The menu largely centres around a spiced fritter called a pakora. “It is basically whatever vegetables are in season,” says Aylawadi. “You chop them up, make a batter with chickpea flour, dip your vegetables in and give them a quick fry. We really wanted to show all the other things Indian food does well, and fried food is a gateway into any cuisine.”

While many customers come for the pakora, the khichri bowls are equally as in demand. The lentil-based stew is commonly eaten with pakoras and additional side dishes. “It’s considered India’s national dish and is a stew of lentils, rice and vegetables,” says Aylawadi. “We serve it with pickles, condiments, chutneys and the vegetable fritters.”

Each component is served separately in India, but Flyover has compartmentalised each item in one neat package. “In India, they are served in small katori bowls and we just know how much pickle to use with lentils, rice, khichri and fritters,” says Aylawadi. “Here, we serve it in a bowl with the right amount of pickle and khichri you need to eat so none of the flavours are overpowering.”

Seasonality is of the utmost importance to Aylawadi and integral to Flyover’s overall ethos. “My parents would tell me if something’s not in season after every month,” she says. “There are many hyper-local vegetables grown over there [India] that are in season for maybe a month.”

An example is the chaat. “Our menu has flipped over for winter, and we have a winter greens chaat,” says Aylawadi. “We take fresh spinach and kale to some batter and fry them until they’re crispy and serve them with chutneys and yoghurt, which is something we wouldn’t typically do in summer. In summer, we make a cold version.”

Another chaat variation uses roasted sweet potato and demonstrates crafty cooking methods and techniques. “We take the sweet potatoes and put them in a bit of salt, which is a very common way of doing things in India,” says Aylawadi. “We use all sorts of techniques; whatever brings the most flavour out of the vegetables we’re working with.”

The kinds of ingredients Aylawadi works with are staples in Indian cookery. The restaurant is never short on spices and variety is crucial. “We have a library of spices over here that have a dual role; they cool the body down in summer and warm the body up in winter,” she says. “It’s just about how to combine them. In winter, there’s a lot of black cardamom, cinnamon and chilli. In summer, there’s more cumin. Things keep moving and changing every few months.”

Gunjan Aylawadi

Flyover Fritterie’s menu provided Aylawadi with the opportunity to educate her customer base on the vast nature of Indian cookery. “People really enjoy coming in and they make an effort to understand the story behind why we pick certain ingredients over others or how certain lentils are completely different what we had the previous week,” she says. “People constantly tell us about something they miss from summer and how we should absolutely bring it back. They have also started to understand vegetables taste best in their own season.”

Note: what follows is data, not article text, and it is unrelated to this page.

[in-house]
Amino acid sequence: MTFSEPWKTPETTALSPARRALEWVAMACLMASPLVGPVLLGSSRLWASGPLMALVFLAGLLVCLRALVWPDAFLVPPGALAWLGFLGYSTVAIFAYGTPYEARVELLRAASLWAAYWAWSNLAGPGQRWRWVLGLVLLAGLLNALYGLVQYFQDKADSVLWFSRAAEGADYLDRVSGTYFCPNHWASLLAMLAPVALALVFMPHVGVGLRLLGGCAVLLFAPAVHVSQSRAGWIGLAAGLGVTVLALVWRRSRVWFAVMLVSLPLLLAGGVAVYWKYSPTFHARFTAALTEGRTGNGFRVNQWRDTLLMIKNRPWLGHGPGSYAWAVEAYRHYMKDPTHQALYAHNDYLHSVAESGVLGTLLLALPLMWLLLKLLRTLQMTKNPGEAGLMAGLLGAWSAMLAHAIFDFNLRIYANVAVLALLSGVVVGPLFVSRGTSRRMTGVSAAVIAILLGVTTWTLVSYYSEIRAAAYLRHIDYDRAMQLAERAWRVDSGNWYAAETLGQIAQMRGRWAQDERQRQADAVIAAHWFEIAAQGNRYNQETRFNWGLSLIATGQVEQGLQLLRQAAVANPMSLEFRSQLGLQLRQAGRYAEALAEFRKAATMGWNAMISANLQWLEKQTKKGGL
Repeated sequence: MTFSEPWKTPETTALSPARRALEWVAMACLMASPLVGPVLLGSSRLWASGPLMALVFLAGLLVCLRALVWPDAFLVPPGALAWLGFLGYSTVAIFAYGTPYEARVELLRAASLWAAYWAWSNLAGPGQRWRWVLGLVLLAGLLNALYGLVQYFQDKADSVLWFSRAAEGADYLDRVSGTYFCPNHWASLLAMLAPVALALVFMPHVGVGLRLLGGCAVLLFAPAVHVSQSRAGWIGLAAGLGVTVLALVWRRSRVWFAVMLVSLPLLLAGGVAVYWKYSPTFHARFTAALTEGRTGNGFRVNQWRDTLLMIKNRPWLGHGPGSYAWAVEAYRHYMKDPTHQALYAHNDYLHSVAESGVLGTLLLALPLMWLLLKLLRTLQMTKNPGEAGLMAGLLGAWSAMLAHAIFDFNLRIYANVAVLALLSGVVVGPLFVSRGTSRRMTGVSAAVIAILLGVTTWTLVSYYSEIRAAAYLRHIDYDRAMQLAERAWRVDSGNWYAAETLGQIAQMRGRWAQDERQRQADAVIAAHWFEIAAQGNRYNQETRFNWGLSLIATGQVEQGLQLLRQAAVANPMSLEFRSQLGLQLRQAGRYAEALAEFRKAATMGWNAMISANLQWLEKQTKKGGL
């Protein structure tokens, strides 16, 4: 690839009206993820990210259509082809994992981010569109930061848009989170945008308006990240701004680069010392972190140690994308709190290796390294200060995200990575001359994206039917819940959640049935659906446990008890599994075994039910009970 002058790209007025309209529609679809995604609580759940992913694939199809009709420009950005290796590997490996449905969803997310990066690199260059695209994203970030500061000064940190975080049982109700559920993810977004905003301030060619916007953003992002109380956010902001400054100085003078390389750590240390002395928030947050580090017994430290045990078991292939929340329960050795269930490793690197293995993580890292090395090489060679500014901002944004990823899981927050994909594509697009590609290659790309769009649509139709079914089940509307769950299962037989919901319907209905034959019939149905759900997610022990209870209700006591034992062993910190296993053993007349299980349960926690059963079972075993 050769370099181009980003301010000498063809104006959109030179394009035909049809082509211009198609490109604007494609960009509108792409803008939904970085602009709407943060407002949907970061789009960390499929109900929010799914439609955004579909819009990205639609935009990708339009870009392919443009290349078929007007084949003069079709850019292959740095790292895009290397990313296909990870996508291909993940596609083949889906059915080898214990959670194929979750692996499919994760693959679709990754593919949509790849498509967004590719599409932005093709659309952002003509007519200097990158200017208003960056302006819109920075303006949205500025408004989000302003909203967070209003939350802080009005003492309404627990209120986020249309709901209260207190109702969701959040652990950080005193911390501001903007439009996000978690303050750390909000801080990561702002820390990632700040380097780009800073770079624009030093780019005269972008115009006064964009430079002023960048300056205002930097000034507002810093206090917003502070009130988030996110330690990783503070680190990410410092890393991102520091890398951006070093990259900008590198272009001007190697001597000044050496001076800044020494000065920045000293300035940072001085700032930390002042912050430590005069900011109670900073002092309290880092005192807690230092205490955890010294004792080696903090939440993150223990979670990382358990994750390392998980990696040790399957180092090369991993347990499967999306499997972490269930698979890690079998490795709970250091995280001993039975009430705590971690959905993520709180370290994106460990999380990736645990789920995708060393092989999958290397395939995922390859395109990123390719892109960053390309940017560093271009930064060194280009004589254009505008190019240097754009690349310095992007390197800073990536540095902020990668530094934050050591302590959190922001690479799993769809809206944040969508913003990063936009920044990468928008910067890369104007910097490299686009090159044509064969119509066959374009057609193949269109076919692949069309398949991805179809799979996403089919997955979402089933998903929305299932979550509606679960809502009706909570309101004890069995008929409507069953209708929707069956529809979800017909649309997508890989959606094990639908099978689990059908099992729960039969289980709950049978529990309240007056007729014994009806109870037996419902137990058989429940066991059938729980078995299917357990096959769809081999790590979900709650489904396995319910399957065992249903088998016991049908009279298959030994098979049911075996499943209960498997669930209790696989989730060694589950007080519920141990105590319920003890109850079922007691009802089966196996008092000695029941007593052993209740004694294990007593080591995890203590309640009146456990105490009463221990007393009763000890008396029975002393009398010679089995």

Ma Pa Me is an Indonesian and South-East Asian restaurant that launched in Brisbane’s Southbank late last year. It’s the brainchild of Alfan Musthafa who trained in Nusa Dua, Bali, before coming to Australia. The restaurant has a categorised menu with one section dedicated to vegan dishes. “In Indonesia, we have a lot of plant-based food,” says Musthafa. “I didn’t have any difficulty creating plant-based dishes for the menu because it’s what I had when I was a kid.”

Musthafa uses the word “nostalgic” when asked to describe the offering at Ma Pa Me. Many of the dishes are inspired by family memories, which are interwoven throughout the venue. “The name Ma Pa Me means grandma, grandpa and me,” says Musthafa. “It’s a family-oriented restaurant. My grandparents were farmers and they used to take me to the farm every morning when I was a kid. It’s how I fell in love with food and fresh produce.”

Ingredients such as coconut, palm sugar, peanut, soy, and chilli are foundational in Indonesia. Together, they make the sauce for gado gado; a mixed salad comprising steamed potato, cabbage, beans and fried tofu. “It’s a house-made peanut sauce with roasted peanuts blended with sambal which is the secret ingredient,” says Musthafa. “We cook it [together] with coconut cream, soy and sugar.”

The sambal at Ma Pa Me is made in-house and is a vegan take on a traditional recipe. “It’s basically a traditional sambal oelek without the shrimp paste,” says Musthafa. “Our sambal is plant-based and is just chilli, garlic, onion, coriander seeds and tomato.”

Although the majority of the dishes on the menu are plant-based by default, a highlight is a vegan rendang which substitutes beef for jackfruit. “Rendang is the most popular Indonesian dish,” says Musthafa. “People know rendang, and I wanted to create something with the same flavour that was plant-based, so I decided to use young jackfruit and the result is amazing.”

Ma Pa Me Chef Alfan Musthafa

Musthafa also makes his own rendang curry paste which is teamed with chunks of young jackfruit. “We use a lot of herbal spices such as ginger, galangal, turmeric, coriander seeds, cumin, fennel seed, chilli, garlic, onion and coconut cream,” says Musthafa. “We cook it over the wok for five hours and then add palm sugar.”

Musthafa relies on specialty Asian grocers in the Brisbane area for sourcing staples such as bok choy, kalian and choy sum, but when it comes to tofu and tempeh, it’s a community effort. “We cooperate with local producers to get them,” he says. “There are a few people in the Indonesian community who make tofu and tempeh by themselves at home and we help them use it.”

As the market for plant-based food continues to grow, it has become important for chefs to diversify their skill set. It’s something that has come naturally to Musthafa, who has managed to shine a light on Indonesian cookery in the process.

“When we decided to make a plant-based menu, I just took dishes from my childhood,” says Musthafa. “It goes back to the [reality] that most of the food my family cooked was plant-based already. When we serve it at Ma Pa Me, people love it, and I’m playing around a little bit in the kitchen to create new plant-based dishes as well.”

The chef reveals future plans to show off his creativity through an epic vegan experience. “In the next few months, we’re planning to host a vegan degustation event,” says Musthafa. “We’re planning to create six to eight courses that are mostly plant-based Indonesian dishes.”